what do you have to show for 10 years of work? a lot, if you’re ethan lipton.

Decades slip by so quickly. I met Ethan Lipton over ten years ago, and I admired and liked him immediately. In 2001, when you went to see Ethan Lipton and his Orchestra, it was just Ethan, crooning a cappella into a microphone at some salon or loft party. His ironically nostalgic voice be bopped along with his imaginary big band, singing self-described “old timey” songs that were absurd, smart and often hilarious.

Ten years later, much has happened in Ethan’s life. He married a wonderful woman named Heather. He manifested the orchestra he imagined long ago in the form of Vito Dieterle (saxophone), Eben Levy (guitar), and Ian M. Riggs (bass). And he no longer plays in bar basements. He’s at Joe’s Pub in the Public Theater performing his new musical play, No Place to Go. Oh, yeah. I forgot to mention. Ethan’s an accomplish playwright, too.

Ethan’s always worked hard, and No Place to Go is all about that. Work. And how hard it can be. More specifically, it’s about how hard it can be when the company for which you’ve worked as a day job over the past ten years chooses to uproot and move itself to Mars. Yep, Mars. You see, Ethan Lipton not only is a singer of old timey songs. He’s not just a playwright. He’s a mad genius who envelops our world into a slightly shifted reality. It’s just enough to make you laugh and listen to what is maybe the most righteously kick ass protest musical of the season.

The play, gently directed by Leigh Silverman (Chinglish, Well), is filled with quirky fan favorites, like “Goin’ to Work,” and new diddies, like “Three-Tear Plan”, and “W.P.A,” which frankly expresses Ethan’s outrage. With unique perspective, he bounces back and forth between two familiar themes: Large companies really don’t care about loyal, hard-working employees, and artists are an integral part of the work force in this city. His city. With his wife. And his band. He’s antagonistic and inspirational. He’s fierce and brave. It’s his most personal and moving work to date. But don’t worry. He’s also still absurd, smart and very hilarious.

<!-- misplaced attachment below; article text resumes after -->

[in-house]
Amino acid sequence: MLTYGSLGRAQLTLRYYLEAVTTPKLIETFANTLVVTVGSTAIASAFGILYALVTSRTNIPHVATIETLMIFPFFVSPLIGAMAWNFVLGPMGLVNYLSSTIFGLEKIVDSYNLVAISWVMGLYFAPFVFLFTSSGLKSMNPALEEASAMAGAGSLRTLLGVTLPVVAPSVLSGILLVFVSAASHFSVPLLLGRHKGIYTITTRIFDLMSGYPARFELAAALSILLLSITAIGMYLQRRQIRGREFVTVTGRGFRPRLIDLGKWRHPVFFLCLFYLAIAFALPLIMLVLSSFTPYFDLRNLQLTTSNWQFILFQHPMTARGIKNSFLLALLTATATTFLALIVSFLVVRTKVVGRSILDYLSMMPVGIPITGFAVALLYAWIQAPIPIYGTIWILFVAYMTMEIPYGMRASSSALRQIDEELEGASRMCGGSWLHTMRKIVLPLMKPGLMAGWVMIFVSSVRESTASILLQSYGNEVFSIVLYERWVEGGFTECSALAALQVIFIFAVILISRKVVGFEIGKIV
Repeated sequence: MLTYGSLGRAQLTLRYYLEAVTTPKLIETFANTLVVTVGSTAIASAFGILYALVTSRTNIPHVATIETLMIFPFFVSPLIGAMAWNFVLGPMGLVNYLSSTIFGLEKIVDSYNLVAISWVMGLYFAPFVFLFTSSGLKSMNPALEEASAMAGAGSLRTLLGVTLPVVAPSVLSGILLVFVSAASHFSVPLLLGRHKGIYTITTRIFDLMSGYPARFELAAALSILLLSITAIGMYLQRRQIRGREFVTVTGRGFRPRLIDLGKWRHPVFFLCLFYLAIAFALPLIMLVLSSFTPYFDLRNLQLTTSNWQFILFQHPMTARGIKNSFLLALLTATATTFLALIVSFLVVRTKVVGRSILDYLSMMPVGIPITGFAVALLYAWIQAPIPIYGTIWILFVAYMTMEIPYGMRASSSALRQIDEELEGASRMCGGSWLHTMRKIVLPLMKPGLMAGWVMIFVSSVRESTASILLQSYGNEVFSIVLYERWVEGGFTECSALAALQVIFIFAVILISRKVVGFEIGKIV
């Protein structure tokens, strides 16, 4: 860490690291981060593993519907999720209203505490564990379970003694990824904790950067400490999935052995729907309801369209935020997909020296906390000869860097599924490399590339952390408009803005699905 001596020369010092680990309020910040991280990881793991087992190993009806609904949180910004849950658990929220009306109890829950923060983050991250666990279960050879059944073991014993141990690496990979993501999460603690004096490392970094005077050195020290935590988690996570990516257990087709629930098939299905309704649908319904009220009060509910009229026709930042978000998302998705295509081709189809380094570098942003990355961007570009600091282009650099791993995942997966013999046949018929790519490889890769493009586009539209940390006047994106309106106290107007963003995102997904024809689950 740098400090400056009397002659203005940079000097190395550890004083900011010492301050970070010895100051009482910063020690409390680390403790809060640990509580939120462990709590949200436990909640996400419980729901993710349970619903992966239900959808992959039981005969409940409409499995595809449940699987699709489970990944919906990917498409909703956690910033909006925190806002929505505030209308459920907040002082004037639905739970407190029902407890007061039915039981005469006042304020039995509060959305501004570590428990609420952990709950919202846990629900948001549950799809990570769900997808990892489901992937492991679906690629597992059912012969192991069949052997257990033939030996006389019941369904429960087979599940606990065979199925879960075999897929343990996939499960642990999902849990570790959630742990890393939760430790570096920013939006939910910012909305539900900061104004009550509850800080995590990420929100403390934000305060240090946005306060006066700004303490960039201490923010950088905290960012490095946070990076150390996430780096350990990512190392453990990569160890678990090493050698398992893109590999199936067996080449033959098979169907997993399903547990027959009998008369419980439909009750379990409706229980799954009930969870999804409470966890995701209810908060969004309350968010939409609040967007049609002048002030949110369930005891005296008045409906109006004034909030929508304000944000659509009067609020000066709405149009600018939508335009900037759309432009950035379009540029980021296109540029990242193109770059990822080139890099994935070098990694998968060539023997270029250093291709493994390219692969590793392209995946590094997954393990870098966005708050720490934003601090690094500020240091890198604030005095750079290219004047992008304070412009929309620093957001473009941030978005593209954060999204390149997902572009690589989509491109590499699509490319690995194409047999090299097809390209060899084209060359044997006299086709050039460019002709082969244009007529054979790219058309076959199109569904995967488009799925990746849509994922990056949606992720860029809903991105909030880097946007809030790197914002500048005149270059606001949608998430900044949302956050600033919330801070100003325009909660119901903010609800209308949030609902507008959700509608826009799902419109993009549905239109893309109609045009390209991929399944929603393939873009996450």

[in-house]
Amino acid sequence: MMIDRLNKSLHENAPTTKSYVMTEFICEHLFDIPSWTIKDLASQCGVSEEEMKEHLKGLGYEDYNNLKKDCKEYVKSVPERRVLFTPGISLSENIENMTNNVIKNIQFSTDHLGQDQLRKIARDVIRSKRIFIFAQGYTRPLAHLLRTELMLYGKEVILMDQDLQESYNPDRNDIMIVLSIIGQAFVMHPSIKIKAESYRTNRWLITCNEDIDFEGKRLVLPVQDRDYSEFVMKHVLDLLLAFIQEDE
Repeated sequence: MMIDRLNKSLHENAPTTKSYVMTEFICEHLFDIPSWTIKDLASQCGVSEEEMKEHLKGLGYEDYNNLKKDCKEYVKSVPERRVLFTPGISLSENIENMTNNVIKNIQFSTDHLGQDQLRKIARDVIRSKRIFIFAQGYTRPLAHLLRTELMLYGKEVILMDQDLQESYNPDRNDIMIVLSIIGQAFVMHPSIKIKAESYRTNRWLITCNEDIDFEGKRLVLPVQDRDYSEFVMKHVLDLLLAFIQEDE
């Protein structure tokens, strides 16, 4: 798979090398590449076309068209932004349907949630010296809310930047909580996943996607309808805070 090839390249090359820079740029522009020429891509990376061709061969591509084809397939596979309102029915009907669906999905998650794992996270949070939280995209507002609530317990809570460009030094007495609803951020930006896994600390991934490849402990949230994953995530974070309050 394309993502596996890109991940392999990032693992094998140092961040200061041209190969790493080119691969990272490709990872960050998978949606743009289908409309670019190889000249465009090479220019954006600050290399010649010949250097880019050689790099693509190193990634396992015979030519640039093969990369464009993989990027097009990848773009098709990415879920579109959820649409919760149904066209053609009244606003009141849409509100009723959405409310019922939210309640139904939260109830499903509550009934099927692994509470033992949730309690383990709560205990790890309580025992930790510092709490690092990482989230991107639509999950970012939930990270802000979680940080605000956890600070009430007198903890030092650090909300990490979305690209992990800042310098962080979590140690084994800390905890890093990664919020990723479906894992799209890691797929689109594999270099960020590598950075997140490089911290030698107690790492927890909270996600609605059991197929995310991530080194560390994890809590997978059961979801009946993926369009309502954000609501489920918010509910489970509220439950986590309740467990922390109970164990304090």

a note to president obama

You’ve been out of the country, Mr. President. There’s something happening here. We’re speaking clearly. Please, listen. It’s time you bring about that change you spoke of three years ago.

I still want to believe in you.

photo by Charles Dharapak / AP

Close up on photo by Charles Dharapak / AP

a new direction for apple #occupytimcooksemailbox

I finally got over to The Public Theater and caught Mike Daisey’s new monologue, The Agony and Ecstasy of Steve Jobs. The monologue alternates between the life of Steve Jobs and Mike’s own experience visiting the Foxconn factories in Shenzhen, China. He reveals how he pretended to be an American businessman to gain access and observe the atrocities, including child labor, 12-15 hour work days, and nets surrounding the buildings to catch workers attempting suicide. It’s a harrowing tale, and you should check it out before it closes on December 4th. If you’re a user of technology, it will change the way you think about, well…almost everything.

A few days after I saw Mike’s show, I discovered Brad Pitt making this statement about the Occupy Wall Street movement:

“If we were inventing the automobile today, would we invent it on a system that relies on a finite fuel source that pollutes the environment and we have to fight wars for to protect…? It makes no sense for us today. We would develop it like our laptops and our iPads. So, to start questioning…and I think what you’re seeing in America is questioning a system that has not served us very well…”
– Brad Pitt

Clearly, Mr. Pitt does not know how companies make our laptops and iPads. Nor do the majority of Americans. As a country, we take and take, but we rarely ask “where is this coming from?” Mike’s monologue not only challenges us to ask this important question, but it further implores us to examine this meme he’s placed in our minds and do something about it.

As part of Mike’s show, I received a sheet of paper suggesting ways I can make a difference. I’ve done these. I’ve written Apple CEO Tim Cook and asked him to consider shifting how Apple creates its products. I’m waiting until my current mobile device is literally on the precipice of death and my contract with my wireless phone company lapses before buying a new device. This way, I pay as little to these corporations as possible and I minimize the hype surrounding the devices. I’ve educated myself, and I’m telling you. Look beyond the face of your mobile device or computer and try to see the thousands of faces of abused humans who created them.

Mr. Pitt is right about one thing. The Occupy Movement that started down at Occupy Wall Street questions and confronts injustices and imbalances in our system. In light of yesterday’s eviction from Zuccatti Park, I’d like to propose a new place to occupy: